Chapter 13 Bankruptcy

What is a Chapter 13 Bankruptcy?

A chapter 13 bankruptcy is a repayment of your debt.  You are appointed a trustee and you make payments to that trustee. They will disburse the funds to your creditors.  This does not include your mortgage payment.  You mortgage payment will still need to be paid directly to the mortgage company, on time, every time.   The trustee payment normally includes mortgage arrears (what you are behind on the mortgage including late fees, interest, escrow shortage, creditor’s attorney fees, and any other fees with the mortgage prior to filing), car payments, child support arrears (only what you are behind), taxes, furniture payments if financed (not if a lease), jewelery payments and all unsecured debts.  You usually get to keep your property and no fear of losing your property to the trustee.

How is a Chapter 13 plan payment calculated?

Chapter 13 plan payments are generally based on three factors-

  1. How much you owe.
  2. How much you make.
  3. Equity in your assets.

The majority of chapter 13 plan payments are based on how much you owe.  Typically with the unsecured creditors receiving a low percentage of their debt.  Secured debt and priority debt must be paid in full.   If you do not make enough to fund a plan based on your debt, then you must consider abandoning an asset or finding other sources of income.  All income is considered in determining your plan payment including non taxable income such as VA benefits and social security.  If you are married, then you must include both spouse’s income regardless if only one of you file bankruptcy.  If  you make too much money, then you will have to pay your disposable income into the plan.  This means if after we take out your expenses from your net income, if there is any money left over, it must be paid into the plan.  Plan payments must account for any equity in your property minus exemptions.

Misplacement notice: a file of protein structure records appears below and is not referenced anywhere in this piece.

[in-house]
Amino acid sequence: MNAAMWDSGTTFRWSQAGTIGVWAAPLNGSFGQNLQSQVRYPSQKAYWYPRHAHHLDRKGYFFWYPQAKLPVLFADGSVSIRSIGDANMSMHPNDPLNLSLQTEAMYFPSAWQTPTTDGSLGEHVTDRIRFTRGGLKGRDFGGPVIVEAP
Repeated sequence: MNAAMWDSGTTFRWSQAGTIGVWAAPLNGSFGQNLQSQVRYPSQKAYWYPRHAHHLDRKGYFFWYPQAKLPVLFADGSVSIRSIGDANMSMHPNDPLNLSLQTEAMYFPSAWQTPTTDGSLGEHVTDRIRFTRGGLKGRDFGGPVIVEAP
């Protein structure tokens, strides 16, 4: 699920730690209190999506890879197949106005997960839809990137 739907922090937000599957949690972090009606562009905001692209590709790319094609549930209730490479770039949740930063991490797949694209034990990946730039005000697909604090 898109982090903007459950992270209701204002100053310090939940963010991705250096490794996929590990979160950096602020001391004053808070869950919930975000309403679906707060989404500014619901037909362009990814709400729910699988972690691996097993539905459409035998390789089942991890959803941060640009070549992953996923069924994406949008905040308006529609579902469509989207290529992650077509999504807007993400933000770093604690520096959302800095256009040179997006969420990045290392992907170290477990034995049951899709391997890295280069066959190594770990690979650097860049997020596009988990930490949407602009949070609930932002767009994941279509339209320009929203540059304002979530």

Example: I have a car that is worth $10,000 and is completely paid for.  I am entitled to a car exemption of $5,000. Therefore, you have equity of $5,000 that must be covered in the plan. The trustee will need $5,000 over the life of the plan, typically 60 months (5 years).  This is approximately $84 a month that needs to be covered in the plan. Bankruptcy plan payments include the remainder of attorney fees and the trustee’s percentage for administering the case.

 

If you would like to learn more about filing a Chapter 13 Bankruptcy contact Colleen Brunson at Brunson Law LLC today.